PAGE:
And after Republicans finally won a majority in the 2014 elections, McConnell regularly defended the lackluster bills he brought to the floor and passed with largely Democratic votes by pointing to what he portrayed as the obstinate refusal of conservatives such as Sens. Mike Lee, R-Utah, and Ted Cruz, R-Texas, to compromise.

While McConnell could make this approach work in the opposition, he has had less success doing so now that Republicans control Congress and the presidency. Democrats are no longer a credible obstacle and conservatives have been constructive partners in trying to pass Republican priorities, even though in many cases the legislation has fallen short of their ideal solution.

Given this, McConnell has been unable to identify someone on whom he can pin blame for the Senate’s failures.

Enter Bannon. His plan to recruit primary challengers to all but one of the Republican incumbents appearing on the ballot in 2018 has given McConnell a convenient foil. Instead of changing how he does his job to better confront the challenges in the current environment, McConnell has chosen the easier path of evading responsibility for the dismal status quo. He now has the option to focus his energies on making sure that it doesn’t get worse. And voila! The act of perpetuating an unacceptable situation is magically transformed into a victory (assuming, of course, that McConnell prevails over Bannon in the end).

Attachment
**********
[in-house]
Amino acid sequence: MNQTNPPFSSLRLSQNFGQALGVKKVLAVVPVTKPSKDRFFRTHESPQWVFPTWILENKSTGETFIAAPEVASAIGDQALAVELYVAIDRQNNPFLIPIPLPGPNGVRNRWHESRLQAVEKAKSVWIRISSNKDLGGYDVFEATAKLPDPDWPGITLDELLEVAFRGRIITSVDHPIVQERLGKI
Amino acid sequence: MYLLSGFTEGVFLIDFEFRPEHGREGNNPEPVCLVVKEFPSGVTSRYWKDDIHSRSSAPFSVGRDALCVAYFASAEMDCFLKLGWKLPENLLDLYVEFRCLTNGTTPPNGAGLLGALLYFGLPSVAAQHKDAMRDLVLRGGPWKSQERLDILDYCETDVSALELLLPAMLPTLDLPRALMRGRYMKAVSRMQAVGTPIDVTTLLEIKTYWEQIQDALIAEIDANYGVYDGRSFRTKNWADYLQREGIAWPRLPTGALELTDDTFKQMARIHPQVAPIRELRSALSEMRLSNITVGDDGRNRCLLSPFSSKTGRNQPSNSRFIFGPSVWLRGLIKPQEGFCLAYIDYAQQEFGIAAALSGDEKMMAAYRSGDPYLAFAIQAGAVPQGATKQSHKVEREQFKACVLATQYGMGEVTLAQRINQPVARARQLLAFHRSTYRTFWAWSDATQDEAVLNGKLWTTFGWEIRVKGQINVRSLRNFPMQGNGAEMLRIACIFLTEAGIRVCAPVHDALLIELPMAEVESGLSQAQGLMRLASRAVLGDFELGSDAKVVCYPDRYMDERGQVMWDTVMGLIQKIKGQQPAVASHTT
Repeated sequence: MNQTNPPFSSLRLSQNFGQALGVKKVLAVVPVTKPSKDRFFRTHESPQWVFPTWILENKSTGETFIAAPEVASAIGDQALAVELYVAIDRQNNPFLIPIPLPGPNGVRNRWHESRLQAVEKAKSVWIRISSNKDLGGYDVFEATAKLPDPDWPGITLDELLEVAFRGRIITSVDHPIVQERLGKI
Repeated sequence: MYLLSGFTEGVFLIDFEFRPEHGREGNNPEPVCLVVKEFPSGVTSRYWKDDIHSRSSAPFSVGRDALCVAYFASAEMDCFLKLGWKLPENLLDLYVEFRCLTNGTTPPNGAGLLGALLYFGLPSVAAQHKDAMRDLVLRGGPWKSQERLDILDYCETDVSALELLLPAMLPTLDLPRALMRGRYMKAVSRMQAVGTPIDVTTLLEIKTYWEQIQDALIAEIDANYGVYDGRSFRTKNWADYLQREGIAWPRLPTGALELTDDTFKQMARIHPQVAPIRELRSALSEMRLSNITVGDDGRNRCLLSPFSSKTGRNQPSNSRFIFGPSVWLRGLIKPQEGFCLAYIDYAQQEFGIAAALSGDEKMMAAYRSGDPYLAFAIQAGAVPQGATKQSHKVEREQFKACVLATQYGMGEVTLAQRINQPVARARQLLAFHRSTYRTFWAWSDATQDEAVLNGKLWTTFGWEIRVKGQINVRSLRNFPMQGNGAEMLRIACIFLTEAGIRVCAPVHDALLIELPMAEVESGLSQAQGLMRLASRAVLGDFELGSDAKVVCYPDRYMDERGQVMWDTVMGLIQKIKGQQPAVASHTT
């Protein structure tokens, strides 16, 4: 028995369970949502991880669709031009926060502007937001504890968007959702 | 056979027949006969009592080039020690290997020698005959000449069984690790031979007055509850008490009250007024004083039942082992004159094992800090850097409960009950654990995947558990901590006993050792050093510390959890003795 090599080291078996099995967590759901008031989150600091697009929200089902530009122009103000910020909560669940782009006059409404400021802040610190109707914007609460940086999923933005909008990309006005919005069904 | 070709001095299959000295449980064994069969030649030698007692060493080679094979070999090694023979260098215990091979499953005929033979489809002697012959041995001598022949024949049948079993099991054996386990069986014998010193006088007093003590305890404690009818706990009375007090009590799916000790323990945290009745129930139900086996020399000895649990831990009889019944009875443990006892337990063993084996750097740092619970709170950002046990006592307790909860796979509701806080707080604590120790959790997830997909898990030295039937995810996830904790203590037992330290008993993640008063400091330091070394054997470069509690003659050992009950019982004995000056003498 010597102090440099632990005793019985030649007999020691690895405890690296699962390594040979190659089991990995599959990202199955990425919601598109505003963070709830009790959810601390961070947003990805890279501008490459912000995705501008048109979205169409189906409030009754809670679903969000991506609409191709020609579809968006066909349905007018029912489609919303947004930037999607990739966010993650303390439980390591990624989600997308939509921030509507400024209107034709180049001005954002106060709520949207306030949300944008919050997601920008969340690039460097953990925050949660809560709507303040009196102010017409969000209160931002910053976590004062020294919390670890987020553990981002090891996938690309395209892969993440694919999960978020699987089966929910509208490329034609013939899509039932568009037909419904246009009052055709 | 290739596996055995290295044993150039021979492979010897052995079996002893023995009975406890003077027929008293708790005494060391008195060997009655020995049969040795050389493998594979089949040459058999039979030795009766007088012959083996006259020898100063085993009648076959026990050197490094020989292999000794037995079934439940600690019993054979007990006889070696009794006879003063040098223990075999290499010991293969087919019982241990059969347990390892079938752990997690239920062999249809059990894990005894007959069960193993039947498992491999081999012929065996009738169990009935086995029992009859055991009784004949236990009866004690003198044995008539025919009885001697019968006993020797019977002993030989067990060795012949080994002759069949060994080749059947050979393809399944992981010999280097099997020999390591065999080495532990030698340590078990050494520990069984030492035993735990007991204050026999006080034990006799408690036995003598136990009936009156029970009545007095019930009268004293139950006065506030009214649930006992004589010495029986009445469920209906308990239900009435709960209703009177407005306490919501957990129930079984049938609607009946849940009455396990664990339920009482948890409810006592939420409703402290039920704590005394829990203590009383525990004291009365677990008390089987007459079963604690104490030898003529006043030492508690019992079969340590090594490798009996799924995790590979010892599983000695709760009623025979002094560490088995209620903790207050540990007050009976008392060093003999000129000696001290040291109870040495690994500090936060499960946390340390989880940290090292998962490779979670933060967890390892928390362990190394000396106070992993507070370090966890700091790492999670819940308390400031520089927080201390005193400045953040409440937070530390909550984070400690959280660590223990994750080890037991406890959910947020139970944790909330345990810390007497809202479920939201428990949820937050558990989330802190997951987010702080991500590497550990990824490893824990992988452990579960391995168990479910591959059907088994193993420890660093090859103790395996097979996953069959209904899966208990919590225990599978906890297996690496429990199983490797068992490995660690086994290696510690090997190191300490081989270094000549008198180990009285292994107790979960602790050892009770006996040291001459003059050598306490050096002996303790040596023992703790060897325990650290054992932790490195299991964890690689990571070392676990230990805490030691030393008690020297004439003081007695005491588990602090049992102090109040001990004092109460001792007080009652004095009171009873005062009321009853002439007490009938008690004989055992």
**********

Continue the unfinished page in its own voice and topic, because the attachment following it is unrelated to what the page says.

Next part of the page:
There are two problems with this. First, it is not McConnell’s job as majority leader to win the Republican civil war. Rather, his job is to manage the Senate and help Republican senators achieve their goals in the institution. That McConnell does not get this illustrates one reason he has not been able to deliver a single major legislative victory over the last 11 months.

Second, McConnell could not win the war even if he wanted to. In building up Bannon as public enemy No. 1, McConnell further fractures his own coalition and signals to his allies that they need not take the underlying forces fueling anti-incumbent sentiment seriously. The result has been to create a culture of avoidance and denial among Senate Republicans that ensures that the conflict will persist into the future.

As evidence of this, consider the results of the 2012 and 2014 primary elections. McConnell and his allies rightly point to their successes in beating back conservative insurgents in several primaries in those years. However, instead of uniting Republicans, their victories drove them further apart.

Fortunately, the civil war need not persist until one side or the other is defeated outright. McConnell can help resolve it, in the Senate at least, simply by acknowledging the legitimacy of his opponents’ frustrations and changing how he does his job accordingly. By proactively addressing the concerns of those frustrated by the status quo, McConnell can unite the GOP, protect his incumbents, and get the stalled Republican agenda back on track. And in doing so, McConnell will increase the likelihood that he will remain majority leader in 2019.

Until then, any victories for which McConnell takes credit, whether real or imagined, will be pyrrhic.

Image by Christopher Halloran